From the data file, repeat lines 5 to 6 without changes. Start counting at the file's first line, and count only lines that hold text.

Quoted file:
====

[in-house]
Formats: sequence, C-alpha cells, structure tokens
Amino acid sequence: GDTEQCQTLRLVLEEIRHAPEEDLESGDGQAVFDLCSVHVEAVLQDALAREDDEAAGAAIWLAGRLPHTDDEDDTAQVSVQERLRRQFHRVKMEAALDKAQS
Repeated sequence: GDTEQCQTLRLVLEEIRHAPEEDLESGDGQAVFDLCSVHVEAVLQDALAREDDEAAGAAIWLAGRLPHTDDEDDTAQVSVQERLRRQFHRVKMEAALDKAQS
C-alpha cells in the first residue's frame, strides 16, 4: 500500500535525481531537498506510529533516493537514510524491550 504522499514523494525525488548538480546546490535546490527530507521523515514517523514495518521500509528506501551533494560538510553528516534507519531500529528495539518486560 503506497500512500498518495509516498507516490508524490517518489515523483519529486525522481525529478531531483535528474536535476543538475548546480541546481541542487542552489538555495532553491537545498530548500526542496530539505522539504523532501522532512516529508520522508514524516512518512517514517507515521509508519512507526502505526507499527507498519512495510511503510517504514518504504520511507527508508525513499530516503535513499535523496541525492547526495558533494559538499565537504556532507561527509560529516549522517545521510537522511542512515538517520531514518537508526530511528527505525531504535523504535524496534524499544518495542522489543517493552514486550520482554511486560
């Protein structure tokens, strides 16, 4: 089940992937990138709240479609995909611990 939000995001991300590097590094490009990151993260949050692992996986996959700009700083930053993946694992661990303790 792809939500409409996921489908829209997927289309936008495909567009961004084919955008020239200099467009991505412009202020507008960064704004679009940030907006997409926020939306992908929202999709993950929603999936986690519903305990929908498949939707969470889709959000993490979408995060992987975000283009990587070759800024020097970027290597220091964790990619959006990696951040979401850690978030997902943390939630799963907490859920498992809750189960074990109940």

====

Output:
C-alpha cells in the first residue's frame, strides 16, 4: 500500500535525481531537498506510529533516493537514510524491550 504522499514523494525525488548538480546546490535546490527530507521523515514517523514495518521500509528506501551533494560538510553528516534507519531500529528495539518486560 503506497500512500498518495509516498507516490508524490517518489515523483519529486525522481525529478531531483535528474536535476543538475548546480541546481541542487542552489538555495532553491537545498530548500526542496530539505522539504523532501522532512516529508520522508514524516512518512517514517507515521509508519512507526502505526507499527507498519512495510511503510517504514518504504520511507527508508525513499530516503535513499535523496541525492547526495558533494559538499565537504556532507561527509560529516549522517545521510537522511542512515538517520531514518537508526530511528527505525531504535523504535524496534524499544518495542522489543517493552514486550520482554511486560
């Protein structure tokens, strides 16, 4: 089940992937990138709240479609995909611990 939000995001991300590097590094490009990151993260949050692992996986996959700009700083930053993946694992661990303790 792809939500409409996921489908829209997927289309936008495909567009961004084919955008020239200099467009991505412009202020507008960064704004679009940030907006997409926020939306992908929202999709993950929603999936986690519903305990929908498949939707969470889709959000993490979408995060992987975000283009990587070759800024020097970027290597220091964790990619959006990696951040979401850690978030997902943390939630799963907490859920498992809750189960074990109940």